IT was last summer that the chairman of Google, Eric Schmidt, flew into Britain and told us our viewing habits were about to change forever.
The launch of Google TV would, he said, reinvent everything. Nearly a year later, we’re still wondering where it is, and more particularly, what it is.
In the last few months, the hardware maker Logitech has developed a Google TV set-top box and then abandoned it, raising doubts that the project would ever fly.
But you can get Google TV – or something like it – right now, if you know where to look. A slew of cheaply-made Chinese set-top boxes is available online, minus Google’s branding but capable of doing most of what Google TV was supposed to do – namely searching for any kind of video content and beaming it to your telly. The boxes are powered by the same (Google-developed) Android operating system used by your mobile phone or tablet, and run the same apps. These can access the BBC iPlayer, for instance, plus YouTube, Netflix and the rest of the internet. They can also play video, photos and music stored on any computer in your house.
These cheap boxes differ from Google’s own (and from Apple’s set-top boxes) because they lack the easy-to-use software on which Google TV is setting out its stall. On the other hand, they don’t restrict your access to anything, nor tie you in to any pay-per-view services. With these, the world wide web is your oyster. More access does mean more configuration – so don’t expect these devices to work the way you want straight away. Having said that, if you can find your way around an Android phone, you’ll have no trouble with these.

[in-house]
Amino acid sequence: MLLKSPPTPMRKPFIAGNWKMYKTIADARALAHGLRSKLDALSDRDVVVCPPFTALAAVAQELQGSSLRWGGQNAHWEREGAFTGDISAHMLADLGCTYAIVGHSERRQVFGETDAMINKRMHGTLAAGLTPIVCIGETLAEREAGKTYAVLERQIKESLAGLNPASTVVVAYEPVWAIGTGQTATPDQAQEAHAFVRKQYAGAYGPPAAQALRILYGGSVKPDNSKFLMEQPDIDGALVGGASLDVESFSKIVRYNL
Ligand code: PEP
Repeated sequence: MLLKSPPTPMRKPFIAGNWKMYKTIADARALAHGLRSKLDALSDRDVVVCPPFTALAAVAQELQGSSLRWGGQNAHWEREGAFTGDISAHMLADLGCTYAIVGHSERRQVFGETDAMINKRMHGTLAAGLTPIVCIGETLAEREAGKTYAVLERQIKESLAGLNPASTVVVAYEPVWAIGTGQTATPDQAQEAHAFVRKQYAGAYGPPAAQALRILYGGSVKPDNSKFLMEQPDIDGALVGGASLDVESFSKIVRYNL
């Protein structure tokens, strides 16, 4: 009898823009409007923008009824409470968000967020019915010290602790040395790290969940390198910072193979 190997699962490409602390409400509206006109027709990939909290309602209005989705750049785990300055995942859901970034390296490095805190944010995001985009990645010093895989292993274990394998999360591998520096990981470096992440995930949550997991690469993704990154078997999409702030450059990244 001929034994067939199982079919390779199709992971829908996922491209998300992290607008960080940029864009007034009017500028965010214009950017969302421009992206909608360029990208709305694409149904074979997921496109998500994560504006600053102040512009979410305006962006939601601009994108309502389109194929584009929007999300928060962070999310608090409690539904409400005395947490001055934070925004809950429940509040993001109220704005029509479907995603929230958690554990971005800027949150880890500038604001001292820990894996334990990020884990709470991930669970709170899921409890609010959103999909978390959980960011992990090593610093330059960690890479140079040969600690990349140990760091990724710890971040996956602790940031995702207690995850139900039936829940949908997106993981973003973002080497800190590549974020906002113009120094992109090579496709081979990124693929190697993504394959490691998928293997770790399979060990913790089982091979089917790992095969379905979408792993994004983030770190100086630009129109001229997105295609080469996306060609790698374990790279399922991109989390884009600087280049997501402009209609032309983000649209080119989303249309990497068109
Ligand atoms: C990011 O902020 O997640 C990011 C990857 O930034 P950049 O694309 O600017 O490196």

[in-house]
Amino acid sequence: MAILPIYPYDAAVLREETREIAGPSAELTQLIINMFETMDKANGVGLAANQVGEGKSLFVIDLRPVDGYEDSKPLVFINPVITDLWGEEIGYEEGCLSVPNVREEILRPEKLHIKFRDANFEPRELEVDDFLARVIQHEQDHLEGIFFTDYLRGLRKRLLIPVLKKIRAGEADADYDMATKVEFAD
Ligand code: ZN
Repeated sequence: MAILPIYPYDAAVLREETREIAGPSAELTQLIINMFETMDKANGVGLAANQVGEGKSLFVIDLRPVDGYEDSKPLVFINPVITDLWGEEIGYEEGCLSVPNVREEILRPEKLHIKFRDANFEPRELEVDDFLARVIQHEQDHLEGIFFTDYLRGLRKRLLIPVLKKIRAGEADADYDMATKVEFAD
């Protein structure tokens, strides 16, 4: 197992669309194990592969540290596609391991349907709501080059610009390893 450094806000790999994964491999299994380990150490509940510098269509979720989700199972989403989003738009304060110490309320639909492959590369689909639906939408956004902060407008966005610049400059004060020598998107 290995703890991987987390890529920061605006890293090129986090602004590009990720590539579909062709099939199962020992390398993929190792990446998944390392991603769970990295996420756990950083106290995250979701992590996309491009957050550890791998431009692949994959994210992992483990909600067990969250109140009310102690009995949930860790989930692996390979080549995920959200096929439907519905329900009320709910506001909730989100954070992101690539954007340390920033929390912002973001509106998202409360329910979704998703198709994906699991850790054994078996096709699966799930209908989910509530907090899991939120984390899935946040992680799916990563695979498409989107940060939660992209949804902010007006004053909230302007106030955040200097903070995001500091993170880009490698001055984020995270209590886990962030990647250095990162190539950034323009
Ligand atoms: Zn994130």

A website called futeko.com, which sounds Japanese but actually hails from Manchester, imports Android boxes from the Far East at prices currently starting from £58. An upgrade to a box with a built-in hard drive is £100 upwards. A standard remote control is thrown in, but you may find some apps respond only to a wireless mouse, which is fiddly. The official Google TV boxes, when they arrive, and those from the similar, BBC-backed YouView service, will be more expensive but are likely to come with custom remotes.
If the whole idea of watching the internet on your TV makes you weep for the days of the test card and the potter’s wheel, these boxes aren’t for you – but for those of us who couldn’t wait to get at the old set with a screwdriver, one of these £58 models is a good punt.